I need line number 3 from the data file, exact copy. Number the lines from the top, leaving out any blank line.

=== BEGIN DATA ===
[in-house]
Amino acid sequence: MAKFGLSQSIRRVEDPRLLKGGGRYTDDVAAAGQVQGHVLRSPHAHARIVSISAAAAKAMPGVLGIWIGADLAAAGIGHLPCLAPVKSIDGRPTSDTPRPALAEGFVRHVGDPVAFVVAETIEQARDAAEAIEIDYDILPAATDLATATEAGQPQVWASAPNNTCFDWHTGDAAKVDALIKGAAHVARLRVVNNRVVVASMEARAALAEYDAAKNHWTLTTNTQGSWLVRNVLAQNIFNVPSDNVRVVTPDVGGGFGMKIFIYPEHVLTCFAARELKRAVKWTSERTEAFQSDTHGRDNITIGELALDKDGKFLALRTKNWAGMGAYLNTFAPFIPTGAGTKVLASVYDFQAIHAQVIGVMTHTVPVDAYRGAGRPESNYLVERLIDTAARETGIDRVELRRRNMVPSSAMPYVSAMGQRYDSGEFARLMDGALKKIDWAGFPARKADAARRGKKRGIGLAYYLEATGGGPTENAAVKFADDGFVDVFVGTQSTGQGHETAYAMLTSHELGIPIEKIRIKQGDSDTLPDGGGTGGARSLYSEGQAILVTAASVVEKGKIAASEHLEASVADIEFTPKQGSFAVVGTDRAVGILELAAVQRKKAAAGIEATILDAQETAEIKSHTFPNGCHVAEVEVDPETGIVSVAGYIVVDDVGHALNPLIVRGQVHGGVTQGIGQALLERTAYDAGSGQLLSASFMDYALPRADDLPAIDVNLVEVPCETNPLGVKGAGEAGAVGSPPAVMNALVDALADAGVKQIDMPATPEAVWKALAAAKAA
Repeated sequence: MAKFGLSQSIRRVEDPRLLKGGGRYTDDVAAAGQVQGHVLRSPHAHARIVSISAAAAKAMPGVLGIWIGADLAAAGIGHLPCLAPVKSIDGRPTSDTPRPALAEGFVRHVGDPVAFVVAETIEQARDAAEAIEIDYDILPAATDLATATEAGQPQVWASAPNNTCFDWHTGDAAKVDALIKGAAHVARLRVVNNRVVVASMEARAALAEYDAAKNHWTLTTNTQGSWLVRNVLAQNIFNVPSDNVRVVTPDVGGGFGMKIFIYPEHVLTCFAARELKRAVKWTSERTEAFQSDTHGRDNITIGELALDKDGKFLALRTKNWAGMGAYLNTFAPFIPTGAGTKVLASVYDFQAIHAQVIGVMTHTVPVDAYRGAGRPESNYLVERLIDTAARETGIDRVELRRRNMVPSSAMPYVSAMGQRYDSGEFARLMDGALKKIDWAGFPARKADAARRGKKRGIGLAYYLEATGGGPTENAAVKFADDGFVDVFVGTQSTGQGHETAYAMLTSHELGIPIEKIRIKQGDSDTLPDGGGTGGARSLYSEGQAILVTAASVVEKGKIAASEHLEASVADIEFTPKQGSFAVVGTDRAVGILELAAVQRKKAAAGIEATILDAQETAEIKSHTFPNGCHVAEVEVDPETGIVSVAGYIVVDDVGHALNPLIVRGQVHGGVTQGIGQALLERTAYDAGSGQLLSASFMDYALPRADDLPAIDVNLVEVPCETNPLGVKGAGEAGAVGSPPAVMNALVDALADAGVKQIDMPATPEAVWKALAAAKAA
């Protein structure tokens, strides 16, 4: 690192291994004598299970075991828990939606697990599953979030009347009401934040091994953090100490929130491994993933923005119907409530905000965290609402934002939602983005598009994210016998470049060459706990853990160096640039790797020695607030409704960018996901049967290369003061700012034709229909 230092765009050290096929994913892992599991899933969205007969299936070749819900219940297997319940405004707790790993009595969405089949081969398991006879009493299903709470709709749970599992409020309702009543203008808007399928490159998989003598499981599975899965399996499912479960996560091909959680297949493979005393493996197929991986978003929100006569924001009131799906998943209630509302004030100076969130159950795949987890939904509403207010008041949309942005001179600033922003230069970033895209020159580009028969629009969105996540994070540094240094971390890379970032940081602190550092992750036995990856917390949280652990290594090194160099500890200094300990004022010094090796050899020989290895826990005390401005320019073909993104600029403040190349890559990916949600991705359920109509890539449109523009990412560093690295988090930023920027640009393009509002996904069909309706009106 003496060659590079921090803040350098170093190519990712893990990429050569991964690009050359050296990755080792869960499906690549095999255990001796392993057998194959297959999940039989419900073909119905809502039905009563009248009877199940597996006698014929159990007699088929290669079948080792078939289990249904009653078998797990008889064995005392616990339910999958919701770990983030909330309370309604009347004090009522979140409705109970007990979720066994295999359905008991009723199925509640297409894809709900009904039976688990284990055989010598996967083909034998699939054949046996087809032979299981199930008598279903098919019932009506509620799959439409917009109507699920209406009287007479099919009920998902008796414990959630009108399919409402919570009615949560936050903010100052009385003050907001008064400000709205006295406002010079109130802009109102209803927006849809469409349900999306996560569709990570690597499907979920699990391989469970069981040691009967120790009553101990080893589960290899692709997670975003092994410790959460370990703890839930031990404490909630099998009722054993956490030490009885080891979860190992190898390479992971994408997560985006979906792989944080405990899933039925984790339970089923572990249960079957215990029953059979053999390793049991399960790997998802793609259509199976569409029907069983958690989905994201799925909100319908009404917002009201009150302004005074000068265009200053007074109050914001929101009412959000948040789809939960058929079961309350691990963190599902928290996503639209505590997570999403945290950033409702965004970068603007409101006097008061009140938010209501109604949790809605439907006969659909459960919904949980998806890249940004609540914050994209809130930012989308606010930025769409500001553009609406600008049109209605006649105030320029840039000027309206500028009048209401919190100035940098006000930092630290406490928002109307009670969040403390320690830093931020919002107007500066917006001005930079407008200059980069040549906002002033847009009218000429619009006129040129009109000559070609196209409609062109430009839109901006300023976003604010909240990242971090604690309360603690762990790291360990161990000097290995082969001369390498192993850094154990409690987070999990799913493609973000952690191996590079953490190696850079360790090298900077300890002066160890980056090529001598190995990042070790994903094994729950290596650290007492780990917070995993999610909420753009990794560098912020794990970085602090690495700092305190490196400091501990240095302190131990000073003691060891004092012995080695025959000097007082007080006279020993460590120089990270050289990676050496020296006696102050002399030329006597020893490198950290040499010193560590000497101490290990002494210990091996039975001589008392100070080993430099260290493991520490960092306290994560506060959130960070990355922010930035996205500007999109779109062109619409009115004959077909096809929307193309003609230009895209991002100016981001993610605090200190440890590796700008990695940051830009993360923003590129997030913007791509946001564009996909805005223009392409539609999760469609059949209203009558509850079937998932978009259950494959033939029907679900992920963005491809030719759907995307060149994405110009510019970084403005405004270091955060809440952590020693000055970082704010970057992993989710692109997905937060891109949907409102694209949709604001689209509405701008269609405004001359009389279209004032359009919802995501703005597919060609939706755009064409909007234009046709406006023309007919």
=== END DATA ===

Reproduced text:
Repeated sequence: MAKFGLSQSIRRVEDPRLLKGGGRYTDDVAAAGQVQGHVLRSPHAHARIVSISAAAAKAMPGVLGIWIGADLAAAGIGHLPCLAPVKSIDGRPTSDTPRPALAEGFVRHVGDPVAFVVAETIEQARDAAEAIEIDYDILPAATDLATATEAGQPQVWASAPNNTCFDWHTGDAAKVDALIKGAAHVARLRVVNNRVVVASMEARAALAEYDAAKNHWTLTTNTQGSWLVRNVLAQNIFNVPSDNVRVVTPDVGGGFGMKIFIYPEHVLTCFAARELKRAVKWTSERTEAFQSDTHGRDNITIGELALDKDGKFLALRTKNWAGMGAYLNTFAPFIPTGAGTKVLASVYDFQAIHAQVIGVMTHTVPVDAYRGAGRPESNYLVERLIDTAARETGIDRVELRRRNMVPSSAMPYVSAMGQRYDSGEFARLMDGALKKIDWAGFPARKADAARRGKKRGIGLAYYLEATGGGPTENAAVKFADDGFVDVFVGTQSTGQGHETAYAMLTSHELGIPIEKIRIKQGDSDTLPDGGGTGGARSLYSEGQAILVTAASVVEKGKIAASEHLEASVADIEFTPKQGSFAVVGTDRAVGILELAAVQRKKAAAGIEATILDAQETAEIKSHTFPNGCHVAEVEVDPETGIVSVAGYIVVDDVGHALNPLIVRGQVHGGVTQGIGQALLERTAYDAGSGQLLSASFMDYALPRADDLPAIDVNLVEVPCETNPLGVKGAGEAGAVGSPPAVMNALVDALADAGVKQIDMPATPEAVWKALAAAKAA